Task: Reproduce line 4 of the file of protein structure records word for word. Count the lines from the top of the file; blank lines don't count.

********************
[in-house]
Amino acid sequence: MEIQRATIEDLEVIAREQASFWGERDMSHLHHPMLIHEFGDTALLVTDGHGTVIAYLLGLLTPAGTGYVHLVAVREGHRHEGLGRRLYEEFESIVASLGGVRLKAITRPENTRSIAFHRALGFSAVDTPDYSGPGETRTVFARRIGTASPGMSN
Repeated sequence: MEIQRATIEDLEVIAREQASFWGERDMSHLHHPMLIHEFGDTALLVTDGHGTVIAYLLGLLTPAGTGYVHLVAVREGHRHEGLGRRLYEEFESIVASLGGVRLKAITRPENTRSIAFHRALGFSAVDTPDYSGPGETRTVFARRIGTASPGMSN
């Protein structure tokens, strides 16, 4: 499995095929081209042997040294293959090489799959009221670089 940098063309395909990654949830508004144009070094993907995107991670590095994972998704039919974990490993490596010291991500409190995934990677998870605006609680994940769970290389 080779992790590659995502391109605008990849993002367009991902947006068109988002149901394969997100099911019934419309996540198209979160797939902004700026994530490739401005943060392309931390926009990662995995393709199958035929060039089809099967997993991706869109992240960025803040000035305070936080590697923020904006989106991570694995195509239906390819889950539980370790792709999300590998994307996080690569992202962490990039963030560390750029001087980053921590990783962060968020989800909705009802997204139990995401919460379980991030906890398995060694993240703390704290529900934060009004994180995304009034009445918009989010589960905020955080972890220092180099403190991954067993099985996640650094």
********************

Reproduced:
């Protein structure tokens, strides 16, 4: 499995095929081209042997040294293959090489799959009221670089 940098063309395909990654949830508004144009070094993907995107991670590095994972998704039919974990490993490596010291991500409190995934990677998870605006609680994940769970290389 080779992790590659995502391109605008990849993002367009991902947006068109988002149901394969997100099911019934419309996540198209979160797939902004700026994530490739401005943060392309931390926009990662995995393709199958035929060039089809099967997993991706869109992240960025803040000035305070936080590697923020904006989106991570694995195509239906390819889950539980370790792709999300590998994307996080690569992202962490990039963030560390750029001087980053921590990783962060968020989800909705009802997204139990995401919460379980991030906890398995060694993240703390704290529900934060009004994180995304009034009445918009989010589960905020955080972890220092180099403190991954067993099985996640650094």